255 ways Microsoft is confused todayMicrosoft’s allegations that the open source movement has infringed upon no less than 255 patents, as reported in Fortune, can unsettle the most die hard among open source supporters.
Microsoft says that the Linux kernel violates 42 Microsoft patents, followed by Linux GUIs which violate 65 patents, Open Office suite violates 45 patents, E-mail programs violate 5, the remaining 68 violations being done by other popular FOSS programs, for a grand total of 255 violations.
Sure it reads like a list of U.N. resolution violations by the ‘Axis of Good’.
However, dear FOSS supporters, there is actually nothing to worry about.
Weak legal standing
1. Let’s start with Patents. Open source supporters say that software essentially being a mathematical algorithm, cannot be patented.
2. In April this year, the U.S. Supreme Court unanimously opined that far too many patents have been issued in the last 20 years or so.
The Patent office is okaying patents like evacuation coupons.
3. The Free Open Source Software movement has big patrons in form of the Open Invention Network, formed in 2005 by 6 major companies including IBM, Sony, Philips, Novell, and Red Hat to acquire a wide set of patents that companies like Microsoft might said were copied from them.
So if Microsoft ever sues a Linux distributor for patent infringement, the OIN might countersue Microsoft in retaliation, claiming that Windows infringes upon their patent.
This opens up a scary world of suing and countersuing until one day the courts rule that patent system is harmful to one and all, dead.
4. Whom will you sue?
There are far too many open source developers, hackers, distributors to pin point.
Hell, if it comes to that, even you and I can hack Linux, creating yet other new versions.
It is like, how many remixes can you make?
In this scenario, can Microsoft be like RIAA and start suing everyone?
What a fall for a once mighty corporation.
5. The Novell Deal and Microsoft's hypocricy
The sloth giant is caught confused in its own dead weight.
Microsoft knows it cannot be aggressive about suing big companies using Open source software, some of whom are big buyers of Microsoft as well.
Then to matters worse for itself, in 2006, Micrsoft made a deal with a prominent Linux distributor, Novell, under which both agreed not to sue each other’s customers for patent infringements (see above), Novell would give Microsoft royalty and Microsoft would distribute Linux coupons from Novell that enabled customers to trade in for Novell Linux subscriptions.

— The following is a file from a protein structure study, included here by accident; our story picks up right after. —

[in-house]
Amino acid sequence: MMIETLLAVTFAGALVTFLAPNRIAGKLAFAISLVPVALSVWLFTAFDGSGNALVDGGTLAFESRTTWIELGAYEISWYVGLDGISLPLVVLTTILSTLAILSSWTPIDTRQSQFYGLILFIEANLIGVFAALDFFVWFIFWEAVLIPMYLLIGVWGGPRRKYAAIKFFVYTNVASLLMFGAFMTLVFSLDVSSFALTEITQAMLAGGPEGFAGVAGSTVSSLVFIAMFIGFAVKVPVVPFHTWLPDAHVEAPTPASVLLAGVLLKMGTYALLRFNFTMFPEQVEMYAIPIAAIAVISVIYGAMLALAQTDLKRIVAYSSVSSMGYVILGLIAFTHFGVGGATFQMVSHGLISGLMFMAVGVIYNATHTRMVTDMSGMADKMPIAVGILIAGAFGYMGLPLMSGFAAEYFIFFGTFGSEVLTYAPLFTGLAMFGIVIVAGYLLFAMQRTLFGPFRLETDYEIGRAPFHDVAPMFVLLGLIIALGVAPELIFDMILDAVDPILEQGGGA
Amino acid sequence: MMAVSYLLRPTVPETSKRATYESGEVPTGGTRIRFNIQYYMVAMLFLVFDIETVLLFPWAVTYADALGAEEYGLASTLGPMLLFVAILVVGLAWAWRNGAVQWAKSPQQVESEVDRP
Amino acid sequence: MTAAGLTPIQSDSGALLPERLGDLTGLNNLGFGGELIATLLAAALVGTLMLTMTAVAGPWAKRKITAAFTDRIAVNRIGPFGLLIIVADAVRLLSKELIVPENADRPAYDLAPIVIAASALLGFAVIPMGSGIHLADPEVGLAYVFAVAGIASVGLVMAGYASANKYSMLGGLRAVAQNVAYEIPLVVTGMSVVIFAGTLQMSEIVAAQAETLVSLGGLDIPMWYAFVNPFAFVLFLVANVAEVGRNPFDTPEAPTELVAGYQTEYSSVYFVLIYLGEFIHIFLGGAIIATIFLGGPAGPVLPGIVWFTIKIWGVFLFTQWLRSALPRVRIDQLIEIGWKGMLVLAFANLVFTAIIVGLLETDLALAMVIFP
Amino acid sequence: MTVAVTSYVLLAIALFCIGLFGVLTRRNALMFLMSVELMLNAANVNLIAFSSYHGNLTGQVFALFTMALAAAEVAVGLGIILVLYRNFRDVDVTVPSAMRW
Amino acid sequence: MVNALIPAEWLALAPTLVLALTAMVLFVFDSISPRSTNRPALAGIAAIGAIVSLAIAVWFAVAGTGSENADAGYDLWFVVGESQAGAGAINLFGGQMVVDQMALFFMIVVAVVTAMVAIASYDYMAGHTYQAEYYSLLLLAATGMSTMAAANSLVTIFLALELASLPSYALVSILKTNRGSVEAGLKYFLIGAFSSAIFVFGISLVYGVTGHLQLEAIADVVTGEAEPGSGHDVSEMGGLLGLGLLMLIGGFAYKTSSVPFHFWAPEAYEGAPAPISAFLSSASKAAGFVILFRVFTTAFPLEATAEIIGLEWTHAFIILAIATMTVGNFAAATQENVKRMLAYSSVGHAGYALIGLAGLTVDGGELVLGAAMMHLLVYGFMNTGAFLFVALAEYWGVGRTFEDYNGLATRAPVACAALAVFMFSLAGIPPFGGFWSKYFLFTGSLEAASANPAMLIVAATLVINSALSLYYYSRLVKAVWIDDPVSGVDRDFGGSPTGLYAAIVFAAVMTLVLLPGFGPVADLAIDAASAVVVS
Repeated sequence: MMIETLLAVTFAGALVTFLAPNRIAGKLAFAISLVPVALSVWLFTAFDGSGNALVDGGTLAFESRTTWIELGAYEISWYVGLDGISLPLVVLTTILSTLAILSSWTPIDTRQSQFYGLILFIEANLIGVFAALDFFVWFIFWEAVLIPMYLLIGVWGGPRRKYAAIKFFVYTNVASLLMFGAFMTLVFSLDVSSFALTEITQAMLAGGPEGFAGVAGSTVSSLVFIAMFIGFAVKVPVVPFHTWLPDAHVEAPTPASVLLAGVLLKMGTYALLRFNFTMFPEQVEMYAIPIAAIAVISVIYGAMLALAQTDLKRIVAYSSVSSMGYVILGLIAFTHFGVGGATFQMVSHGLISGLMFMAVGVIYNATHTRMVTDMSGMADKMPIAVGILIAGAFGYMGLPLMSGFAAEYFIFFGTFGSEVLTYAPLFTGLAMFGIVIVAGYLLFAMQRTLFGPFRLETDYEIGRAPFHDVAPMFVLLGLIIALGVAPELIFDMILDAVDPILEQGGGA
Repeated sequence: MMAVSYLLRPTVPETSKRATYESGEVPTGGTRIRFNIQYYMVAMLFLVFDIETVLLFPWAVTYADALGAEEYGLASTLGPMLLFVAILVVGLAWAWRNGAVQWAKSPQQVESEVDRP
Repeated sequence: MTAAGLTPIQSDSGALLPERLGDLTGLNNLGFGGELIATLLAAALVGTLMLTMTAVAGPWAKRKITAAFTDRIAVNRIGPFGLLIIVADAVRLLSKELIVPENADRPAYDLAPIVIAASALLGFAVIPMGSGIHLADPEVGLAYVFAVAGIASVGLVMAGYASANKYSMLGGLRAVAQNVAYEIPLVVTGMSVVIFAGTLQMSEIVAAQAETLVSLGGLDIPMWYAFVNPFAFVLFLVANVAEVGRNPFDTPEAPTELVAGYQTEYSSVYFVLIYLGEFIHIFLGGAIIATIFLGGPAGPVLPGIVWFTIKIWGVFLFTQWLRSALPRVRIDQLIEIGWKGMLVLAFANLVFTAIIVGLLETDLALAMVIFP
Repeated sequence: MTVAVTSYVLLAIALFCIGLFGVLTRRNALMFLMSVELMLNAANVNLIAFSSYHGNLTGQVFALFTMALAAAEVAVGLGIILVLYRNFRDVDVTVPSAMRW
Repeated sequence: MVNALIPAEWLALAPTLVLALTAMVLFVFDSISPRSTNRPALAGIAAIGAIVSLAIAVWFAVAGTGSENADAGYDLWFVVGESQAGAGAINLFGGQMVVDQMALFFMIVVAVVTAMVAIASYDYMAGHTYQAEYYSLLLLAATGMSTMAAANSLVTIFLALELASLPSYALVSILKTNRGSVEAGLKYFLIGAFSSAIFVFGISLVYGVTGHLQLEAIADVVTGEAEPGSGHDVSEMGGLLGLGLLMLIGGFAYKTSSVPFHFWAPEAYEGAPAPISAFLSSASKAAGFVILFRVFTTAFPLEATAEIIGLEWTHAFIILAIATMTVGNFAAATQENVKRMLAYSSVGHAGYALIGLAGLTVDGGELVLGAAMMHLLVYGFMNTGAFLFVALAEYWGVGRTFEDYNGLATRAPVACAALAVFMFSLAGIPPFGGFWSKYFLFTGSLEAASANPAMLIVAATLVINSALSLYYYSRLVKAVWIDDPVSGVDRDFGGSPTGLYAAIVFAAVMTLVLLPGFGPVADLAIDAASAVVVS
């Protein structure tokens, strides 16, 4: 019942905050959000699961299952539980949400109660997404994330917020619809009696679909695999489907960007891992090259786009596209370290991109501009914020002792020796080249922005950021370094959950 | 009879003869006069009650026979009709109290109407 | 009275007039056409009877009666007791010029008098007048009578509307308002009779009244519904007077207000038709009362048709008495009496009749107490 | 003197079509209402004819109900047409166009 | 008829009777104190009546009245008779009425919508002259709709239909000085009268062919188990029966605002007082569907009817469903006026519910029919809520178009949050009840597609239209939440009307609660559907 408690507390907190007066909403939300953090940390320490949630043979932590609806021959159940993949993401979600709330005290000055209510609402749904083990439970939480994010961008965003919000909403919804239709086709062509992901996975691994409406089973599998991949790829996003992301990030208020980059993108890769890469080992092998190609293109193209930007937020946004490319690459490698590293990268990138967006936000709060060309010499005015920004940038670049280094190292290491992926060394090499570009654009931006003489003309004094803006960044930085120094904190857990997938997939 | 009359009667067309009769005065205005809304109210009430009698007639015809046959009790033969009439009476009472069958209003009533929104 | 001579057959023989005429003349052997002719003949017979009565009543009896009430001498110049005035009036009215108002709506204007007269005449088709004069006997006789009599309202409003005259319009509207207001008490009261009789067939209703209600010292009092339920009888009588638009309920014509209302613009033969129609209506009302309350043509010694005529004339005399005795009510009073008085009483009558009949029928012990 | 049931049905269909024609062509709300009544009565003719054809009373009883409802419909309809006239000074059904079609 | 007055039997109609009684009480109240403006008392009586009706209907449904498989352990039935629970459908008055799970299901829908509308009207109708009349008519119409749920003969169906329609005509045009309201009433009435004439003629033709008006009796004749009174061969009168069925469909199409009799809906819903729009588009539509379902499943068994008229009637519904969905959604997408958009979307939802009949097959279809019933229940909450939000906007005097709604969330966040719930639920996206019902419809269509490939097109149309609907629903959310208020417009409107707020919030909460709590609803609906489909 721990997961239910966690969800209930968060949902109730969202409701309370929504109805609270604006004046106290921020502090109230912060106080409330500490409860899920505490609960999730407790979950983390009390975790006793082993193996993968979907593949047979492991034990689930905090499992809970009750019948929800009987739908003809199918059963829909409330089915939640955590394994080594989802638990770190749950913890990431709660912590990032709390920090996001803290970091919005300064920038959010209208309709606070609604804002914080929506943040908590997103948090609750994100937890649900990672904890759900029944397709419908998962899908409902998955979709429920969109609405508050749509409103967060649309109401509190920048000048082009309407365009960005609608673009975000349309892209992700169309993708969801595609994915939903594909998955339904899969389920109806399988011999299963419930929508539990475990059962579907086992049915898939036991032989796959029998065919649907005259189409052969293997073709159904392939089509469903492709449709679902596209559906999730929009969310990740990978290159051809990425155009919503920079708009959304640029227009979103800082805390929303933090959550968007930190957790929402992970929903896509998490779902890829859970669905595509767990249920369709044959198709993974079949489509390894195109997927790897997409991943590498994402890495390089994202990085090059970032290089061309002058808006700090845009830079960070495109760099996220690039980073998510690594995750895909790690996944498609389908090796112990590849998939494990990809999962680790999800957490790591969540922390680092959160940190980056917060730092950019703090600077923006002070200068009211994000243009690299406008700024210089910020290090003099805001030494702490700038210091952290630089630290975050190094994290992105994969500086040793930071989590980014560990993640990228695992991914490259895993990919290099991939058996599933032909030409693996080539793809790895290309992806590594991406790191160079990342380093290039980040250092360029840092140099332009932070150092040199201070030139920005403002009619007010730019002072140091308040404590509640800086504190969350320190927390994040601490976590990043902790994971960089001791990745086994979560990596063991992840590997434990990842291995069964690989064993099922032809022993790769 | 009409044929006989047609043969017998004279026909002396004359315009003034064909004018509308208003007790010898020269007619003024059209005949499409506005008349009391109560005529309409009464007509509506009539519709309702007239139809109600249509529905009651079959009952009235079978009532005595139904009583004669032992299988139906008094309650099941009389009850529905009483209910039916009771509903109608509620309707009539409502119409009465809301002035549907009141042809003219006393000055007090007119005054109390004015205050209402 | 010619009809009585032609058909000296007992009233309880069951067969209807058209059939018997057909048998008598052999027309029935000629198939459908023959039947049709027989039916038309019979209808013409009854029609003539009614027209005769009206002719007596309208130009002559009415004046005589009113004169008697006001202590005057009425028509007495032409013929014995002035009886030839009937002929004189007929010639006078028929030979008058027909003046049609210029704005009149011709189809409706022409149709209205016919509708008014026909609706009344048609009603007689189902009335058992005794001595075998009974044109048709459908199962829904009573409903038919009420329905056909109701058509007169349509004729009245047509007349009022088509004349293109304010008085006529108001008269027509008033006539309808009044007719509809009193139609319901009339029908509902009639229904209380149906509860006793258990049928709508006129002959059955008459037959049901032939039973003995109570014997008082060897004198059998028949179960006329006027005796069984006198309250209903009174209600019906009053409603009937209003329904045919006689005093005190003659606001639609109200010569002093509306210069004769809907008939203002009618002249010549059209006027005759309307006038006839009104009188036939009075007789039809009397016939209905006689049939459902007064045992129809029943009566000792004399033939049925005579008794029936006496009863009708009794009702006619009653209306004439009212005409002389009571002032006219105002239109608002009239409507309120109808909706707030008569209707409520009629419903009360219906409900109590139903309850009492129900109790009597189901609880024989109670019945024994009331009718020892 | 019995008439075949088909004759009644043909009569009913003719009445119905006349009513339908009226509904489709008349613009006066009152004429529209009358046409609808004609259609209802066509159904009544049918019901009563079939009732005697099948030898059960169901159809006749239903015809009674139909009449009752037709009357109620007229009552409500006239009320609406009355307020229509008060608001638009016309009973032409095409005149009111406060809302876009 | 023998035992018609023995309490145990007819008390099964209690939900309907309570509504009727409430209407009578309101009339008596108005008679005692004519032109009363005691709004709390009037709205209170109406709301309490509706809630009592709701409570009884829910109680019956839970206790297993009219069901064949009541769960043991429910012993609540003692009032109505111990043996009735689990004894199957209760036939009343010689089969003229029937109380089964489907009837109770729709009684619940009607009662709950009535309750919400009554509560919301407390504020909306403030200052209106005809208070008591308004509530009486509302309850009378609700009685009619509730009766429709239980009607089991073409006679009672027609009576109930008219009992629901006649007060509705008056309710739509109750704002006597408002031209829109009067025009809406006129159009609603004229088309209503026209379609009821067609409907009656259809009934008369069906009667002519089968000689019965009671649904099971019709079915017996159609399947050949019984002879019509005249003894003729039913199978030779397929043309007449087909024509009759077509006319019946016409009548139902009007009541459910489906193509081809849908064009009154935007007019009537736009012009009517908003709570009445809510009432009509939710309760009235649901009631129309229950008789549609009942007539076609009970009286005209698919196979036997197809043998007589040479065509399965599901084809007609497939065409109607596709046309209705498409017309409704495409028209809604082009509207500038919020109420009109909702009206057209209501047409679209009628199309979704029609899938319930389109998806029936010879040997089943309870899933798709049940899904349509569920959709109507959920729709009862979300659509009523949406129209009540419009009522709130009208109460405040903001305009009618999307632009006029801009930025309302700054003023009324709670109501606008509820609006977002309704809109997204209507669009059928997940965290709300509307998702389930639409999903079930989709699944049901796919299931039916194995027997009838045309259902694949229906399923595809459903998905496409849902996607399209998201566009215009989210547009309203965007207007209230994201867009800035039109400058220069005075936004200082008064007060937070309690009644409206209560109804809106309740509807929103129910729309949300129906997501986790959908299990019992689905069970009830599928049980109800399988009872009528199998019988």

In plain terms, this means Microsoft is a Linux distributor.
6. Don’t mess with the GPL license
Anyone who distributes free software covered by copyrights owned by the Free Software Foundation (the norm since the Linux movement started in 1991) has to abide by the GNU General Public License (GPL), written by Free Software evangelist Richard Stallman. As of now, most important portions of the Linux OS come under GPL.
Like Microsoft Lawyers, lawyers for FSF strictly enforce the rules as strictly, if not more and have often forced open source developers to open their source code if they have used free software into proprietary products.
What will go against Microsoft in the Novell deal is that GPL makes it illegal to do patent royalty deals with distributors of Linux, which is the core of the Microsoft deal with Novell (see above).
It is ironic that a ‘virtual’ Linux distributor is planning to sue other distributors and users!
It also doesn’t bode well for Microsoft infamous PR. Where are those dollars going?
It might also mean that the SCO lawsuits are not going anywhere.
Microsoft may have helped the Open Source Movement:
If the issue comes out in the open, the tireless open source programmers would soon get their hands on all the alleged infringements and hack around them.
So, will Microsoft win against the ‘Axis of Good’?
I think not.